COMPLIANCE

Wage whispers: Can we stop salary talk?

By Paul Edwards When one employee finds out another employee makes more money, it can send ripples throughout your entire workplace. In light of the morale damage this kind of talk can cause, you may be tempted to tell employees not to discuss salaries at all. The problem is employees have a legal right to discuss their salaries with other employees because of existing NLRA protections. What is the NLRA? The NLRA or National Labor Relations Act, is a large, developing area of federal law that’s rapidly changing the way you can regulate your employees’ speech, both on and off the job. Section 7 of the NLRA grants union and non-union employees alike the right to engage in certain activities so they may collectively bargain. These protections apply to all speech related… . . . read more.

TOOL

HIPAA compliance checklist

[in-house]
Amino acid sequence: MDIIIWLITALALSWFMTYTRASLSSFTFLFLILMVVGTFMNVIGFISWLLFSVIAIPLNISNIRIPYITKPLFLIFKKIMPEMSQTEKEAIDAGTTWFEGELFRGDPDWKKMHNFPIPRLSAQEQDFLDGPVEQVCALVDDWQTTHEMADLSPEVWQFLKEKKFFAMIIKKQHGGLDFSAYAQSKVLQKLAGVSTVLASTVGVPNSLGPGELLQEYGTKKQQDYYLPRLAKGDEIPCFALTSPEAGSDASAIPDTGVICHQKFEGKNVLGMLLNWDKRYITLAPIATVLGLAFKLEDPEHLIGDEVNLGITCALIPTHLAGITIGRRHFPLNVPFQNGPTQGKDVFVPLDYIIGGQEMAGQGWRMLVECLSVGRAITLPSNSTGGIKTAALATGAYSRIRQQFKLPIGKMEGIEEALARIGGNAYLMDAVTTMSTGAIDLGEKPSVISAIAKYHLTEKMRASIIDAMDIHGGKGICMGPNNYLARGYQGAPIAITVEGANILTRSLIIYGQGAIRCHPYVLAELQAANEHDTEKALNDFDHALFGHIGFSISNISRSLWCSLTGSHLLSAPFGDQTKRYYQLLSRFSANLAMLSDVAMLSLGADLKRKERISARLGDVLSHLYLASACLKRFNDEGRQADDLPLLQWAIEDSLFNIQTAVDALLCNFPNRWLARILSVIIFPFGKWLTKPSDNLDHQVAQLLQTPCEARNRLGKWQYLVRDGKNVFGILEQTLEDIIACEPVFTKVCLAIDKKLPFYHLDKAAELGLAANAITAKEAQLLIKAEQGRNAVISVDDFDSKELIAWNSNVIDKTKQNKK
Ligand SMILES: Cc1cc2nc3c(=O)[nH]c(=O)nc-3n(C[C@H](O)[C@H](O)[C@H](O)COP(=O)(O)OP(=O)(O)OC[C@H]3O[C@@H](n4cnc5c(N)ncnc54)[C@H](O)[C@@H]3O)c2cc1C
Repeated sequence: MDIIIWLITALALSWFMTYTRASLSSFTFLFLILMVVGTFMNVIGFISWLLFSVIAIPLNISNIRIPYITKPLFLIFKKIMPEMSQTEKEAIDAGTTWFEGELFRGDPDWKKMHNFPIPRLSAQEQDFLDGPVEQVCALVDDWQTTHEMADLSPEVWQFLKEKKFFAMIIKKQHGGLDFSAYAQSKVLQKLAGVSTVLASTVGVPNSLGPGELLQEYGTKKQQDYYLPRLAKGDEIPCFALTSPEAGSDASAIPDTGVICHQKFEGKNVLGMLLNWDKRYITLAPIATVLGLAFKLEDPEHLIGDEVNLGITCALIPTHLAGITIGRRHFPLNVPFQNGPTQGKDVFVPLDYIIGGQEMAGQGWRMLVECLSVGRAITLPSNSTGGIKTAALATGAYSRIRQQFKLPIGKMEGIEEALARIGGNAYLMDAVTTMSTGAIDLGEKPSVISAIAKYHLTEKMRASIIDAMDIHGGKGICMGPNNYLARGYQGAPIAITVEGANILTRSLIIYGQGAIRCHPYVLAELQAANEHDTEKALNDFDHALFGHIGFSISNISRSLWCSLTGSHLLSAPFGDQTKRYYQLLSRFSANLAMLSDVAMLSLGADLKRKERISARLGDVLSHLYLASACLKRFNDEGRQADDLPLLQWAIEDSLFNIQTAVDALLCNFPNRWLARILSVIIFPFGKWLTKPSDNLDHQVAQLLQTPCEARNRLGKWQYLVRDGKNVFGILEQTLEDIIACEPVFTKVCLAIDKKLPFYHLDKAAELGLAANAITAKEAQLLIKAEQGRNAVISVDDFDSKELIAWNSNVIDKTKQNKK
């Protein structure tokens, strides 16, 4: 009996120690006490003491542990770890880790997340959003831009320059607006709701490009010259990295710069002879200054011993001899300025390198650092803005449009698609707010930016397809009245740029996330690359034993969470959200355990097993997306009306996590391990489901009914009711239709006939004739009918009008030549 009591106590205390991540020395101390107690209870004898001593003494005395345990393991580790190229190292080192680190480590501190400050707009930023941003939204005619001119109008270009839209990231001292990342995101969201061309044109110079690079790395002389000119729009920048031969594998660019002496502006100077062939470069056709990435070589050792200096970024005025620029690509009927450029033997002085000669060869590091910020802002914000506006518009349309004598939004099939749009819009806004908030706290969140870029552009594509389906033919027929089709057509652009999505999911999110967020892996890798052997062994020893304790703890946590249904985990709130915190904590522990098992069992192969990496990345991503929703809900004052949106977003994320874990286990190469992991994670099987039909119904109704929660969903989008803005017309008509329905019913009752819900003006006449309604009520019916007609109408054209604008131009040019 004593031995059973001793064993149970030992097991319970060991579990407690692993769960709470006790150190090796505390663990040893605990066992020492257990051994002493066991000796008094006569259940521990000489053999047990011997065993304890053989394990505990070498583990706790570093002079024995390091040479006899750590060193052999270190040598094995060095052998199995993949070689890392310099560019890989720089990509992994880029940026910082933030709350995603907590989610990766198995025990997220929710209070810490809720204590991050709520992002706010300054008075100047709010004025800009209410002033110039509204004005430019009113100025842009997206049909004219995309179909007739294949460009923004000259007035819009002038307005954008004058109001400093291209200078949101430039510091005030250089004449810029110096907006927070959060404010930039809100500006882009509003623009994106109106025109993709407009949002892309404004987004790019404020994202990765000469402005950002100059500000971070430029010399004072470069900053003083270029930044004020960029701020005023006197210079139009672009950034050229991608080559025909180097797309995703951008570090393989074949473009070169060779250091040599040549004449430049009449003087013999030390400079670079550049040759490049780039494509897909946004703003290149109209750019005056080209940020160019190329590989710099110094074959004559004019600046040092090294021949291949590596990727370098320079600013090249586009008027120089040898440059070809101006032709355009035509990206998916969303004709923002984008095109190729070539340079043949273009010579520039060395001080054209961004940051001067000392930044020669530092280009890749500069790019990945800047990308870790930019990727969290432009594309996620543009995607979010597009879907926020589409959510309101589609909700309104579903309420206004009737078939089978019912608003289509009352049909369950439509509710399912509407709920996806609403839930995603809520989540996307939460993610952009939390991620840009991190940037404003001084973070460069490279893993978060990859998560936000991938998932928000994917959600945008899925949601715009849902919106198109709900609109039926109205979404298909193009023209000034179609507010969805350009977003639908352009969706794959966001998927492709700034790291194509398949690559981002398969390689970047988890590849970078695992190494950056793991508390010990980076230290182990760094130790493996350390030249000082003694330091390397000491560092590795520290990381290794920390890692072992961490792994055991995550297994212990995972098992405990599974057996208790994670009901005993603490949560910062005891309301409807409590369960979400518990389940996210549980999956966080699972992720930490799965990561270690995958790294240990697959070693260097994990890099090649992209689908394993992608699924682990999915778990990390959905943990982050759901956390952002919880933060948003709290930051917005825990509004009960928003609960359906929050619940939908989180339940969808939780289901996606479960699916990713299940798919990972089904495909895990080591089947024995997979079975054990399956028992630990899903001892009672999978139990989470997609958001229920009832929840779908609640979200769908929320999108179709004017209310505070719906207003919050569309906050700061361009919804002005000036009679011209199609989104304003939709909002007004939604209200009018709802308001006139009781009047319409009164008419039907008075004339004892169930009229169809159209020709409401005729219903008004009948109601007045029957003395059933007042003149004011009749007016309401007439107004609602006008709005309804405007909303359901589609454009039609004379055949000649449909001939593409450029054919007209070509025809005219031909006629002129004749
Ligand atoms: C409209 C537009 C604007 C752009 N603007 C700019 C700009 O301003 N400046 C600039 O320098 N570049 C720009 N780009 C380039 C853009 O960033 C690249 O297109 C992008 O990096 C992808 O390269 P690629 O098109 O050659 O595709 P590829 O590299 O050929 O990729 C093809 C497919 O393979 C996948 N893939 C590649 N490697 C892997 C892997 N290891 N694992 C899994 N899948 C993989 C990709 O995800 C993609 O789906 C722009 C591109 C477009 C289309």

Having a complete HIPAA compliance program is important to your organization. Run through this HIPAA compliance checklist to see if you have your foundation of HIPAA compliance in place and easily retrievable. HIPAA Policies and Procedures HIPAA privacy policies, procedures, and forms HIPAA security policies, procedures, and forms HIPAA Breach Notification policy and procedure Most recent Notice of Privacy practices Privacy officer’s job responsibilities and contact information Security officer’s job responsibilities and contact information HIPAA workflows and evidence of compliance Most recent HIPAA Risk Analysis Most current HIPAA risk mitigation/risk management documentation Business Associate agreements with list of Business Associates Workforce HIPAA training, periodic HIPAA updates, HIPAA training log Password policies by system Workstation security practices (anti-virus, password requirement, password timeframes, workstation use, etc.) HIPAA documentation specific to the organization… . . . read more.